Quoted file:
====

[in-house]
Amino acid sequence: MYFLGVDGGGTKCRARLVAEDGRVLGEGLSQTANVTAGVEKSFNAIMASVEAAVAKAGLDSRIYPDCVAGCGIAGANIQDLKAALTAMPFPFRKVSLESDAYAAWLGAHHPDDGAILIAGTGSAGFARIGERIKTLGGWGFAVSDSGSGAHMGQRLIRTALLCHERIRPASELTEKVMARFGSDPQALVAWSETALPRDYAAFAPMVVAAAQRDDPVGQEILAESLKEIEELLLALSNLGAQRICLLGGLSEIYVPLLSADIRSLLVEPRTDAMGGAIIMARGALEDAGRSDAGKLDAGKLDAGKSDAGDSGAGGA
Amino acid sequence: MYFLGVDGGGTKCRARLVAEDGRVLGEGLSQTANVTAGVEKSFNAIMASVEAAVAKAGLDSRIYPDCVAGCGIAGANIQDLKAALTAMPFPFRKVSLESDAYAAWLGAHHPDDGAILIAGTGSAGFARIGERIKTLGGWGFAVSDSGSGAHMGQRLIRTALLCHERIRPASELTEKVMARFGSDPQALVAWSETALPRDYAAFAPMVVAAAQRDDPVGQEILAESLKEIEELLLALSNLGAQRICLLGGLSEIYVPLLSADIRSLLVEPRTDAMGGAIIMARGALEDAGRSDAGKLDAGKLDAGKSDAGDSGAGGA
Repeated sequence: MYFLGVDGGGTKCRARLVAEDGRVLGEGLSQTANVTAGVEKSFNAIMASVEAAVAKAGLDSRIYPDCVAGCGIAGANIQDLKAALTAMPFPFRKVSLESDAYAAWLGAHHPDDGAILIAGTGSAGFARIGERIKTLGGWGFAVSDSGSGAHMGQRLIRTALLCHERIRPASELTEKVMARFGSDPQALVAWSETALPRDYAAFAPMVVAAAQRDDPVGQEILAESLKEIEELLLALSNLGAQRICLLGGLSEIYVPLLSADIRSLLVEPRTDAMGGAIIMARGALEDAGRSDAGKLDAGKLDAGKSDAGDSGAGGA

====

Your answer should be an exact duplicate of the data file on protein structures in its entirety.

[in-house]
Amino acid sequence: MYFLGVDGGGTKCRARLVAEDGRVLGEGLSQTANVTAGVEKSFNAIMASVEAAVAKAGLDSRIYPDCVAGCGIAGANIQDLKAALTAMPFPFRKVSLESDAYAAWLGAHHPDDGAILIAGTGSAGFARIGERIKTLGGWGFAVSDSGSGAHMGQRLIRTALLCHERIRPASELTEKVMARFGSDPQALVAWSETALPRDYAAFAPMVVAAAQRDDPVGQEILAESLKEIEELLLALSNLGAQRICLLGGLSEIYVPLLSADIRSLLVEPRTDAMGGAIIMARGALEDAGRSDAGKLDAGKLDAGKSDAGDSGAGGA
Amino acid sequence: MYFLGVDGGGTKCRARLVAEDGRVLGEGLSQTANVTAGVEKSFNAIMASVEAAVAKAGLDSRIYPDCVAGCGIAGANIQDLKAALTAMPFPFRKVSLESDAYAAWLGAHHPDDGAILIAGTGSAGFARIGERIKTLGGWGFAVSDSGSGAHMGQRLIRTALLCHERIRPASELTEKVMARFGSDPQALVAWSETALPRDYAAFAPMVVAAAQRDDPVGQEILAESLKEIEELLLALSNLGAQRICLLGGLSEIYVPLLSADIRSLLVEPRTDAMGGAIIMARGALEDAGRSDAGKLDAGKLDAGKSDAGDSGAGGA
Repeated sequence: MYFLGVDGGGTKCRARLVAEDGRVLGEGLSQTANVTAGVEKSFNAIMASVEAAVAKAGLDSRIYPDCVAGCGIAGANIQDLKAALTAMPFPFRKVSLESDAYAAWLGAHHPDDGAILIAGTGSAGFARIGERIKTLGGWGFAVSDSGSGAHMGQRLIRTALLCHERIRPASELTEKVMARFGSDPQALVAWSETALPRDYAAFAPMVVAAAQRDDPVGQEILAESLKEIEELLLALSNLGAQRICLLGGLSEIYVPLLSADIRSLLVEPRTDAMGGAIIMARGALEDAGRSDAGKLDAGKLDAGKSDAGDSGAGGA